At first, we were limited to short glimpses. It was a wonderful sight but at the same time nerve racking – the gorillas were all around us moving through the thick bush. They appeared here and there, often very close, and then disappeared again after a few seconds. After a short while we were ushered further down the mountain side, carefully following the guidance of our expert rangers, and soon we came to a clearing in the forest. The gorillas had now settled and the family were together, including the Silverback – all 180kgs of him. Whenever he came close my heartbeat quickened and I had to momentarily fight the temptation to turn and run. Fortunately, gorillas are remarkably gentle unless threatened, and are well used to human company. Being so close to the Silverback was a thrilling moment, but it was perhaps bettered by the two baby gorillas that played, tumbled and fell in front of us. They play fought just like our own children do, except cuter, and probably better behaved too!
Soon – all too soon – our one hour with the gorillas was over. We gathered our belongings and left them to continue their day. Our trek back to the trailhead was much shorter and soon we are again walking through the potato fields in still brilliant, if now late morning sunshine, inspired by our time with the gorillas and holding memories that will last for many years to come.
This is my Chapter 2 assignment. I went back through and tried to cut down on some of the water talk after Noah made the suggestion, did I take enough out? Any other feedback is also greatly appreciated.
When I walked out the door at Fisherman’s Camp a light breeze scrambled the few falling snowflakes, sending them in every direction before they came to rest on the ground. The air was barely below freezing and the wet slush on the black asphalt hadn’t frozen. A stream of brown melt water ran down the pavement on the right side of the road. It was quiet except for occasional cars driving by. Their tires threw a misty slush into the air, accompanied by a sound similar to static on a television set. It was a perfect display of the Doppler Effect.
I waded through a slushy puddle that formed a barrier between the Fisherman’s Camp parking lot, and the road. Equipped with old made in the U.S.A. brown Xtra Tuf rubber boots and a heavy yellow rain jacket, I was equipped for whatever wet weather the coastal climate threw at me. A bald eagle glided in circles over the old tin sided buildings that made up the Copper River Seafoods cannery. The buildings were perched over the water on a mass of dripping, wooden pilings high above the ocean tides. The bald eagle screeched a couple times before flying over a small hill towards the ferry dock. At a low spot in the road, the snow melt ran off the shoulder of the road and disappeared under the snow. On the other side of the road a pile of half buried crab pots sat rusting in the constant weather of Cordova, Alaska. Twenty foot high piles of wooden pallets, property of the cannery, waited to be loaded with boxes of processed fish, and shipped. It wasn’t salmon season yet, so the cannery was quiet and lacked its usual fishy smell.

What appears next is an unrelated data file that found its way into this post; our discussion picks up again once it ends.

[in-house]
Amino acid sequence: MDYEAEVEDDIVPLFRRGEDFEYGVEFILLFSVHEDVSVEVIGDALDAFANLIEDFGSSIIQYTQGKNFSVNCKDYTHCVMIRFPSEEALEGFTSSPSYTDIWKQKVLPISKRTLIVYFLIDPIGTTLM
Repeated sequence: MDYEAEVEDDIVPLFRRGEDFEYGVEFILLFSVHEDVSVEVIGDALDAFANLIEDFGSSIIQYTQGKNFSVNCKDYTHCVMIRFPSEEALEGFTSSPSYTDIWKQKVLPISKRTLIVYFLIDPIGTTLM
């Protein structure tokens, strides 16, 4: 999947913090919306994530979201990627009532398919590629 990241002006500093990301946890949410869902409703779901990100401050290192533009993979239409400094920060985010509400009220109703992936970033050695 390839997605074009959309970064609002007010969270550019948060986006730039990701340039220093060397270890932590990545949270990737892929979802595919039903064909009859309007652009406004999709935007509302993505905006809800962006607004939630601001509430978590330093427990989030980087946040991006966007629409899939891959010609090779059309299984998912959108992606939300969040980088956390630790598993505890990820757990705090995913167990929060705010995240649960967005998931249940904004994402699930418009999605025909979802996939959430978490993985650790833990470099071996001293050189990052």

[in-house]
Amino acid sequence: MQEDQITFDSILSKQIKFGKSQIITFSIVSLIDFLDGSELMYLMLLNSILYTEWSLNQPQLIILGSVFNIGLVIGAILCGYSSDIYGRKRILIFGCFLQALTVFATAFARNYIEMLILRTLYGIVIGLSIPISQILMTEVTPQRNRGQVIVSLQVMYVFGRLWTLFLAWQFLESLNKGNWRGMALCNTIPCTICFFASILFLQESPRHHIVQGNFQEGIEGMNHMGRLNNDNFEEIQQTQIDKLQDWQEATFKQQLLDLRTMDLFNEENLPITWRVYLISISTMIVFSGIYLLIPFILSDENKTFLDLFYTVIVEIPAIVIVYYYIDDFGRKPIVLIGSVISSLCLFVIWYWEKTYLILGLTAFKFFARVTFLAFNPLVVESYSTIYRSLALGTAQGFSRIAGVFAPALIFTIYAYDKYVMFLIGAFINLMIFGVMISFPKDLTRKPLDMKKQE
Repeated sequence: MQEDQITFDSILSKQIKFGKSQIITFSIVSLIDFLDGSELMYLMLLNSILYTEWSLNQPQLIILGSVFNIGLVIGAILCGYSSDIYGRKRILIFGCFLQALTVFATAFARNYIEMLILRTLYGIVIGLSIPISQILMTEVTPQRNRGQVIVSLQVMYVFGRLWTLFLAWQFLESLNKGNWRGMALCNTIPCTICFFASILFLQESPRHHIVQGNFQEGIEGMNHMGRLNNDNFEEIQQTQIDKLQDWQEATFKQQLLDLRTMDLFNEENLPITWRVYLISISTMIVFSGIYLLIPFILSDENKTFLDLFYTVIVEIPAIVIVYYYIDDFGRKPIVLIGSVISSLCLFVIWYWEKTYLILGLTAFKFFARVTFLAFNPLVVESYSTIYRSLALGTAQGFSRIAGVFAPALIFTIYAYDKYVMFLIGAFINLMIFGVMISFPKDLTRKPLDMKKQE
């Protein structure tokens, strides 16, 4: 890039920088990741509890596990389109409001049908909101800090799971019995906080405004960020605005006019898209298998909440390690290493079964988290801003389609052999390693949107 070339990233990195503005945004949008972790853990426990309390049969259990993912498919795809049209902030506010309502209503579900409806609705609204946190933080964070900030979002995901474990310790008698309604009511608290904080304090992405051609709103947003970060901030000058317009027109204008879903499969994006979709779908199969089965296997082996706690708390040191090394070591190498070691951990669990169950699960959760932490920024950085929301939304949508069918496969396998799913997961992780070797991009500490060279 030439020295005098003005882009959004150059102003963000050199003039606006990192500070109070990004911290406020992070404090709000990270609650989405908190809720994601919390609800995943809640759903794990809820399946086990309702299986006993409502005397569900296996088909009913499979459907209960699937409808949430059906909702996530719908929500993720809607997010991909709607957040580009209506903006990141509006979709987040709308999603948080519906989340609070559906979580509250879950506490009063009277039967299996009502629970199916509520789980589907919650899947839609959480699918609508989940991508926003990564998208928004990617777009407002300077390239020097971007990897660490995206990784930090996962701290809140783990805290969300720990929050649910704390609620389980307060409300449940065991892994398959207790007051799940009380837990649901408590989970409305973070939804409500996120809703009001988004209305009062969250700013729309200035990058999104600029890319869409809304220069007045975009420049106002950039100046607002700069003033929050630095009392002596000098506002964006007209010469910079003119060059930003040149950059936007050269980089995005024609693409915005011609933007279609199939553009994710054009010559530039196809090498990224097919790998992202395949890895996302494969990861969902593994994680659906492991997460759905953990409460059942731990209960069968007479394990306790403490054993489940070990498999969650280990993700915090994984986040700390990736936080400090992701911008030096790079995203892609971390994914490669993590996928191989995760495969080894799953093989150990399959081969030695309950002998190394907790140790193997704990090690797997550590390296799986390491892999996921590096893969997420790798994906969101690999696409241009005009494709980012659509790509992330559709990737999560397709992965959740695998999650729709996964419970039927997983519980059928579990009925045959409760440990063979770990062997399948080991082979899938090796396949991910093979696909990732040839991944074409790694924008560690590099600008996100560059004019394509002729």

Just past the cannery the road curved slightly uphill as it cut through the hillside. Moss grew on the man made cliffs and little piles of saturated snow sat on the rocks that were flat enough to hold it. Water ran down the other dark rocks and dripped into the wet snow bank at the bottom of the cliffs. The slush on the side of the road had started to freeze and made a crunching sound as I walked. This was soon drowned out by the roar of the power plant on the other side of the hill. As soon as I came out of the road cut I had a view across Orca Inlet. The snowy mountains of Hawkins Island loomed over the blue green gray water. The orange windsock barely stayed aloft at the empty ferry dock.
The road dropped down past the ferry dock and power plant and between a treed hillside on the right and the dry dock on the left. My view was blocked by big steel shipping containers stacked on top of one another. One of them even had a pile of huge tires on top. The last stack of tan colored containers I recognized. They had been the bunk houses for Trident’s cannery last summer. The door and little windows had covers duct taped on to protect them in their dormant state.
The noise of the power plant dwindled as I walked past a container lift and rows of boats sitting on wooden blocks. A group of men were hard at work on a landing craft, the Alaskan Challenger. Their voices carried clearly through the cold air until they were muted by the sound of water cascading over sharp, black rocks.
Past the boatyard the road turned inland along the contours of Hippy Cove. The sounds of met at work gave way to the slight roar of little waves breaking on the black rocky beach. The beach was littered with driftwood, popweed, and old rusting steel. Three bald eagles soared over the ocean in the distance while sea otters swam lazily in the bay. One had a pup on its belly, a dark, round ball a little smaller than a soccer ball. Closer to shore a group of six or seven ducks took turns dipping their heads under the water. As soon as they popped up they shook, making the feathers on their heads and necks fluff up. They stayed fluffed for only a moment before it was their turn to dunk again.
From the middle of Hippy Cove I could see all the way to the top of the closest mountains that jut out of the ground just past the cove. They were white from the recent snowfall and the sky was a cold gray behind them. The road runs between the ocean and a pond in Hippy Cove. In August, pink salmon swim under the road and up the little creek, rotting as they struggle to get back to their spawning grounds. I watched them one year with a group of cannery workers. They picked up the dying fish and took pictures with them before dropping them back into the shallow creek. This time of year the pond is mostly snow and ice covered, with small patches of green black water showing through.